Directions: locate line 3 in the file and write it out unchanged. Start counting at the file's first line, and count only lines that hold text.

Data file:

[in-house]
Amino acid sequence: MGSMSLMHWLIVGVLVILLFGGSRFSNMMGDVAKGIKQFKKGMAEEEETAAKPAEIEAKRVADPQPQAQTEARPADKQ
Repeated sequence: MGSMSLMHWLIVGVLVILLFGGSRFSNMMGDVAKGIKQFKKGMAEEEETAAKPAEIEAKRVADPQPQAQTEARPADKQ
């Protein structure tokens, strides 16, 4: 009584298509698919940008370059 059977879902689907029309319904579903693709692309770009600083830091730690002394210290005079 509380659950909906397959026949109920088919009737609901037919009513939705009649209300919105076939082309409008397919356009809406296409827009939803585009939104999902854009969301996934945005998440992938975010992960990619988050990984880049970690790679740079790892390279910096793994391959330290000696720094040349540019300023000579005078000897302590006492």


Repeated sequence: MGSMSLMHWLIVGVLVILLFGGSRFSNMMGDVAKGIKQFKKGMAEEEETAAKPAEIEAKRVADPQPQAQTEARPADKQ